When we gather for the Eucharist, we gather as sinners as the beautiful Eucharistic Preface teaches: "You have no need of our praise, yet our desire to thank You is itself Your gift. Our prayer of thanksgiving adds nothing to Your greatness, but makes us grow in your grace, through Jesus our Lord." That prayer of the Church contains the truth about the assembly. We are an assembly in whom Christ is indeed present, an assembly blessed with this wonderful gift even though we are sinners. The music we sing at Mass should teach nothing different than that.
Open discussion about music at Mass
I make these observations in order to open a discussion about the music we sing at Mass, in the context of my addressing my second focal point since coming to Madison (vocations has been the first focal point), of liturgy and catechesis. This is just the beginning of a discussion. I will in the near future be issuing additional guidelines for music at celebration of Confirmation only (which will take effect next Easter), and any further liturgical approaches that we take as a diocese will depend on the continuing wisdom which Pope Benedict offers us about liturgical music, on the wisdom we receive from our deliberations as a National Conference of Bishops, and upon the reflections I hear from our good priests and people in the days ahead.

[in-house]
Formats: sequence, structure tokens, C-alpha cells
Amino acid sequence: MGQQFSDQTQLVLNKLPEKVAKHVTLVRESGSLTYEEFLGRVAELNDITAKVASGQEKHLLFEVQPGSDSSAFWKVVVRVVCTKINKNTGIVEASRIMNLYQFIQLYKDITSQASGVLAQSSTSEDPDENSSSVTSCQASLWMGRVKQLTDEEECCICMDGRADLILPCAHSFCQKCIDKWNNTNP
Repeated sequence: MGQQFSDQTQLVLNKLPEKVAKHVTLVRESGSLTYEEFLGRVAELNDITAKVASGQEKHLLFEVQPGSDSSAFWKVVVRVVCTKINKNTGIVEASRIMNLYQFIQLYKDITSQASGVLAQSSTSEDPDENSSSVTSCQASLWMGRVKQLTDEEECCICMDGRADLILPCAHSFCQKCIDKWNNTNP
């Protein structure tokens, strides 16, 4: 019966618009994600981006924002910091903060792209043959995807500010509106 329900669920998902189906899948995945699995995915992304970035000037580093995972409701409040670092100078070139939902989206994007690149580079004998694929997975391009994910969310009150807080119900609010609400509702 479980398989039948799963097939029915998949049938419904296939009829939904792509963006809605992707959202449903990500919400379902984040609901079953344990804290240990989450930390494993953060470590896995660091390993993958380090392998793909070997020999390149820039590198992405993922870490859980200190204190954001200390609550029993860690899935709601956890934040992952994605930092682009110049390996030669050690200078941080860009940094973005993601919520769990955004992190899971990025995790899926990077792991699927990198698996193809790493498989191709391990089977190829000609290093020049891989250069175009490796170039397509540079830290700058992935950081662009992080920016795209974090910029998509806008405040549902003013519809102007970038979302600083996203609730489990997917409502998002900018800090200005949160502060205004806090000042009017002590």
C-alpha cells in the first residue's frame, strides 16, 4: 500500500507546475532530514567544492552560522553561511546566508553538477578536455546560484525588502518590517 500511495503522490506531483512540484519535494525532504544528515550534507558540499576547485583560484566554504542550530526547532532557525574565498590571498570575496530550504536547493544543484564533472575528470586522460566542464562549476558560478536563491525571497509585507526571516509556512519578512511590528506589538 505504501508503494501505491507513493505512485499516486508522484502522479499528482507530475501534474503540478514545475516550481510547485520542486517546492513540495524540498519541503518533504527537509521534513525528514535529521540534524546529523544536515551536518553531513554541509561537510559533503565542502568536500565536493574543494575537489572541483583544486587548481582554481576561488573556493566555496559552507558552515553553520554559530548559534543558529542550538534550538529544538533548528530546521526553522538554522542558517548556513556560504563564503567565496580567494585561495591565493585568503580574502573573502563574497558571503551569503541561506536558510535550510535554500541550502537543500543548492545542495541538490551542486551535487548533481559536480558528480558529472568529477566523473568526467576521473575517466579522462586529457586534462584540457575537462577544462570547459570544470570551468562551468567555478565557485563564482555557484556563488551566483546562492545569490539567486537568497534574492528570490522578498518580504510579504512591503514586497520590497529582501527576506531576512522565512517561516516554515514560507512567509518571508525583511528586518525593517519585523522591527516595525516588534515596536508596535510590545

But I write this present communication in the hope that pastors and brother priests, deacons, and various liturgical ministers in the parishes will begin to reflect on and discuss this particular important matter, so that the liturgical prayer of our people will be more integral with and more expressive of authentic spirituality and theology, and as a result our faithful people who pray that prayer will be even more holy than so many of you already are.
We must remember that as we pray before the "Holy, Holy, Holy," the angels and saints are present with us giving praise to the Trinity. The hymns we sing should be worthy of the participation of the angels and saints.
Thank you for reading this, God bless you and yours. Praises be Jesus Christ!